Russian Foreign Minister Sergei Lavrov, US Secretary of State John Kerry, Ukrainian Foreign Minister Andrii Deshchytsia and EU High Representative Catherine Ashton are expected to lead the respective delegations.

Meanwhile, Nato is increasing activity in member states bordering Russia. Pro-Russian militants in eastern Ukraine have seized six Ukrainian armoured vehicles, the defence ministry in Kiev says.

Reports say the occupants were disarmed after the vehicles were blockaded by locals in the city of Kramatorsk. The incident comes a day after the military began an operation to remove pro-Russian protesters from public buildings across eastern Ukraine.

FSA: 'Renewed effort' needed to tackle food fraud

The continuing nature of food fraud - where products are deliberately mislabelled - shows there is a need for a "renewed effort" in order to force businesses to act honestly about the produce they sell, according to the food regulator.

Andrew Rhodes, chief operating officer at the Food Standards Agency, said:

Prosecutions have taken place against business owners for mislabelling lamb dishes, but the recurring nature of the problem shows there needs to be a renewed effort to tackle this problem. Clearly the message isn't getting through to some businesses.

The further priority testing we have announced today will focus the efforts of enforcement officers and raise awareness amongst food businesses of the action they face for defrauding consumers."

– Andrew Rhodes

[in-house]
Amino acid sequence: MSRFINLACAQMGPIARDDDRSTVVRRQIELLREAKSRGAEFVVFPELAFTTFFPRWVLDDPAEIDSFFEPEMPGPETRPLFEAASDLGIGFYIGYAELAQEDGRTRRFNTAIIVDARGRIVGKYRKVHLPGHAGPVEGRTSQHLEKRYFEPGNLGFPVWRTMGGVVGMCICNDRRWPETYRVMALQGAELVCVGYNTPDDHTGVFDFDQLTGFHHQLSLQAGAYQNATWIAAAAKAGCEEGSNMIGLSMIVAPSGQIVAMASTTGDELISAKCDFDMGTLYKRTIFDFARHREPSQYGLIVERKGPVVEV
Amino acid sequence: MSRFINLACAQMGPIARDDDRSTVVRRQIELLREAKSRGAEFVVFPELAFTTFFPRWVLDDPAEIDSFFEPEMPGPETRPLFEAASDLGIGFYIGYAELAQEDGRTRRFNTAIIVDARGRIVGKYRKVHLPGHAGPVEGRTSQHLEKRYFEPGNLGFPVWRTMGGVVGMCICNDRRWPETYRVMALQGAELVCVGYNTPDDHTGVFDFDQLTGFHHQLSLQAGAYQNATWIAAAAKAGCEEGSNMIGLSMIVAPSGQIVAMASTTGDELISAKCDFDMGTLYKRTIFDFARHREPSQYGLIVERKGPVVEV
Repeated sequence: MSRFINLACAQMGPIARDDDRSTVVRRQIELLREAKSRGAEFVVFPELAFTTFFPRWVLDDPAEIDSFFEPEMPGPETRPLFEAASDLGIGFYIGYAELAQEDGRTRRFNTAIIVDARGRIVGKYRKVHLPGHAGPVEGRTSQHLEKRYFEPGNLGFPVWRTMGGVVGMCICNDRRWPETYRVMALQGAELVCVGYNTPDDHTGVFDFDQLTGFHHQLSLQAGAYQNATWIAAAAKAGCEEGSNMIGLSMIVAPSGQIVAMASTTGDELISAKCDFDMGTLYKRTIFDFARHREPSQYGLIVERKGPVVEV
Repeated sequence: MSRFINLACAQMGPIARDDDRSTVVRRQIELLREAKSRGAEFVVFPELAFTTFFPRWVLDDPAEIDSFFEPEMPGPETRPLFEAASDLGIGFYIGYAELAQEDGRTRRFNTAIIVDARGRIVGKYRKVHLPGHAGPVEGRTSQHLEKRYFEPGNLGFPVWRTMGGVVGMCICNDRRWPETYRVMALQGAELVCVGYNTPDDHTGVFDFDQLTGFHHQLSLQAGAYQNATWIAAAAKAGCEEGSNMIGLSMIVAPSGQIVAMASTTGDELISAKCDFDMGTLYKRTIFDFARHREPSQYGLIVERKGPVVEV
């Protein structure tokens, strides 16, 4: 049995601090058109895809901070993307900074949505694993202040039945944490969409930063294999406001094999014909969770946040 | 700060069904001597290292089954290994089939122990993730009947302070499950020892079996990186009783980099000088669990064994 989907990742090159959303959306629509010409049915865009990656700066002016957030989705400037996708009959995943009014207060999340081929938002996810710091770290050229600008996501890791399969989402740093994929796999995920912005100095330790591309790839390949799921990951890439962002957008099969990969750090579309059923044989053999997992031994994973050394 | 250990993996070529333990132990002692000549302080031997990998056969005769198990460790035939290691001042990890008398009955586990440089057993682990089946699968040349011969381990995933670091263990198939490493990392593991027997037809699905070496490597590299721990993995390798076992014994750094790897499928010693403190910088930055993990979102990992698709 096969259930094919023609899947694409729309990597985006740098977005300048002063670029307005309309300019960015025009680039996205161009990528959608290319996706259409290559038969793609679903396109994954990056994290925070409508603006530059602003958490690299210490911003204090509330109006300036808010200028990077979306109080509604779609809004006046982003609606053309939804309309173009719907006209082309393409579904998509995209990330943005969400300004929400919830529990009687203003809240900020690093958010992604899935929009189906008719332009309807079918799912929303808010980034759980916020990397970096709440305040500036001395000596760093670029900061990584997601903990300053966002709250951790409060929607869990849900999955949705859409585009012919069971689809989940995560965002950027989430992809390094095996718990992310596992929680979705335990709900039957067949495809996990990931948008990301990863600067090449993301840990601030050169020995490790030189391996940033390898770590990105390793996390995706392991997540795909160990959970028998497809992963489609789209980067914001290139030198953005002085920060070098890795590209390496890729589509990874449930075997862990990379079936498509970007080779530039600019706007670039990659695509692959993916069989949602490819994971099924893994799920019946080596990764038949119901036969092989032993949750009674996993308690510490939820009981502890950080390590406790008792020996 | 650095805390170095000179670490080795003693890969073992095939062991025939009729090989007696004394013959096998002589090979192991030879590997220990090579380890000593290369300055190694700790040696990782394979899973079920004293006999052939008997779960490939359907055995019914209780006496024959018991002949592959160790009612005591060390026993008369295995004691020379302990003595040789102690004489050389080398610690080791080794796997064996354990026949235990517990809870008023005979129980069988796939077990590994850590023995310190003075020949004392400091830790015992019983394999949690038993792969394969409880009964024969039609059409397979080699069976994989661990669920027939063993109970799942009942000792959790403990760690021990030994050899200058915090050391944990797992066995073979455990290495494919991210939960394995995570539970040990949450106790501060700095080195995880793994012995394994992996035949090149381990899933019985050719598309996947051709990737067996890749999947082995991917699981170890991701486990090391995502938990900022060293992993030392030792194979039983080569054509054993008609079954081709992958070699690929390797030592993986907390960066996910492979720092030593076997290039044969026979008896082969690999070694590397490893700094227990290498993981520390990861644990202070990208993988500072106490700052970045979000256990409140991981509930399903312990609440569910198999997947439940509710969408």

Read: Food regulators launch crackdown on lamb takeaways

Advertisement

20-month-old girl born deaf to hear for first time

A 20-month-old baby girl, who was born deaf, will hear for the first time today following cochlear implant surgery. Amelie Rings' implants will be turned on today, allowing the tot from North Wales to initially hear a whisper.

Amelie Ring will hear for the first time today with the aid of cochlear implants. Credit: AAP AUSTRALIAN ASSOCIATED PRESS/AAP/Press Association Images

As the weeks go on, the implants will be altered and the sounds will gradually get louder.

Amelie's mum Vicky told News North Wales: "It is going to be emotional. It will also be interesting to see how she reacts. She might cry, laugh or smile – I just hope she likes it.”

Read more: Deaf woman given hearing after 39 years of silence

Food regulators launch crackdown on lamb takeaways

The food watchdog has announced a crackdown on takeaway restaurants selling lamb dishes to customers, when they are in fact using a different meat, like beef or chicken.

Read: Supermarkets still felling impact of horsemeat scandal

Lamb
The FSA found cheaper cuts of meat were being sold to customers who had ordered lamb. Credit: PA

Read: Two charged over mislabelling of goat meat

The Food Standards Agency (FSA) said priority testing would take place across the UK from the beginning of May.

Businesses selling fake lamb dishes could face prosecution if it is found the meat was deliberately mislabelled.

An FSA review of local authority sampling data, from July to December 2013, found that 43 out of 145 samples of lamb takeaway meals contained meat other than lamb.

None of the dishes tested were found to contain horsemeat, the FSA added.

Read: A third of food products on sale are 'mislabelled'

'I'm alive, there are students alive, please save us'

The ferry reportedly hit a rock before it began to list 12 miles from the coast. Credit: APTN

People are still alive in a capsized South Korean ferry, the father of one of the schoolchildren trapped inside the upturned ship told Reuters.

"(The child) told me in the text message, 'I am alive, there are students alive, please save us quickly'," the father said.

Load more updates